• 1/2 tsp onion powder
  • 1 tsp hickory smoked salt


  • Place 2 cups vinegar in 9” x 11” cake pan or plastic storage container. Add meat strips to container making sure vinegar covers all strips. Let soak 10 minutes, stirring occasionally to ensure distribution of vinegar on strips.
  • Combine all marinade ingredients and place in a 1-gallon resealable plastic bag. Add lean meat slices to bag; seal bag and massage pieces to thoroughly distribute marinade over all meat strips. Refrigerate bag 1 to 24 hours.
  • Remove meat slices from bag, and place flat without touching each other on clean dehydrator trays, oven racks, or other drying trays. Place trays in preheated dehydrator, and dry at 145°F for 10 to 14 hours or until slices are adequately dry.

Hot Pickle Cure Jerky

Course: Appetizer, Snack
Servings: 2 pounds
Author: You and Your Wild Game, 1984 by R.A. Field and C.A. Raab, University of Wyoming Agricultural Extension Service, B-613R, p. 58.


  • 5 pounds meat 1/4" strips


  • Slice 5 pounds of meat (1/4-inch strips) with the grain, not crosswise. Spread out meat and sprinkle on 3 Tbsp. salt, 2 tsp. ground black pepper, and 2 Tbsp. sugar. Put the meat in a pan or dish and let stand for 24 hours in the refrigerator.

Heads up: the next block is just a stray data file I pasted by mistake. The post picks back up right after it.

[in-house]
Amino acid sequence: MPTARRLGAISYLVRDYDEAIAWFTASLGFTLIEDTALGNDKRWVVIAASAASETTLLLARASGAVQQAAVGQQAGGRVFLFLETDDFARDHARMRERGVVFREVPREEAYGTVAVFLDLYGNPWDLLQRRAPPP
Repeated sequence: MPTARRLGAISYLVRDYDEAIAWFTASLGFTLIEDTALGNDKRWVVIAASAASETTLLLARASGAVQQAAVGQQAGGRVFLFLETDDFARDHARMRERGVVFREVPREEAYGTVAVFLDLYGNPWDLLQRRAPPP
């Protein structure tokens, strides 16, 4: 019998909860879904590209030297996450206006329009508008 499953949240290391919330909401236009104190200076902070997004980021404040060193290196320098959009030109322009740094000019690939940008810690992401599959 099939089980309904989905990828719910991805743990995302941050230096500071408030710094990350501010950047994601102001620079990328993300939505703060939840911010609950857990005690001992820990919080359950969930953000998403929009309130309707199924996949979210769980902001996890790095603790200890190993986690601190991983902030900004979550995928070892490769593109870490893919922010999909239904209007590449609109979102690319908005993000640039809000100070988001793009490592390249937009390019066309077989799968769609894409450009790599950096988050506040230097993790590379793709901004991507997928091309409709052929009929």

• Pound the meat on both sides to work in the spice. Optional: Dip strips of meat in a liquid smoke solution (5 parts water to 1 part liquid smoke) for one to two seconds for added flavor.
  • Make a brine by dissolving 3/4 cup salt, 1/2 cup sugar, and 2 Tbsp. ground black pepper in a gallon of water. Stir to dissolve the salt and sugar.
  • Bring the brine to a low to medium boil. Immerse the fresh meat strips (a few at a time) into the boiling brine until they turn gray (approximately one to two minutes). Remove meat from brine, using clean tongs or other utensils that have not contacted raw meat.
  • Spread out meat on a clean dehydrator rack or on a clean rack in the top half of a kitchen oven. If you use a kitchen oven, open the oven door to the first or second stop. Heat at 120 to 150°F (lowest oven temperature) for nine to 24 hours or until the desired dryness is reached. Remove jerky from oven before it gets too hard or brittle. Properly dried jerky should crack when bent in half but should not break into two pieces.
  • Store in clean jars or plastic bags, or wrap in freezer paper and freeze. If kept dry, properly prepared jerky will last almost indefinitely at any temperature, but its quality deteriorates in a few months.
Jerky on plate

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Extension Educator:
Vicki Hayman – (307) 746-3531

University of Wyoming Extension

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Issued in furtherance of extension work, acts of May 8 and June 30, 1914, in cooperation with the U.S. Department of Agriculture. Kelly Crane, Director, University of Wyoming Extension, College of Agriculture and Natural Resources, University of Wyoming Extension, University of Wyoming, Laramie, Wyoming 82071.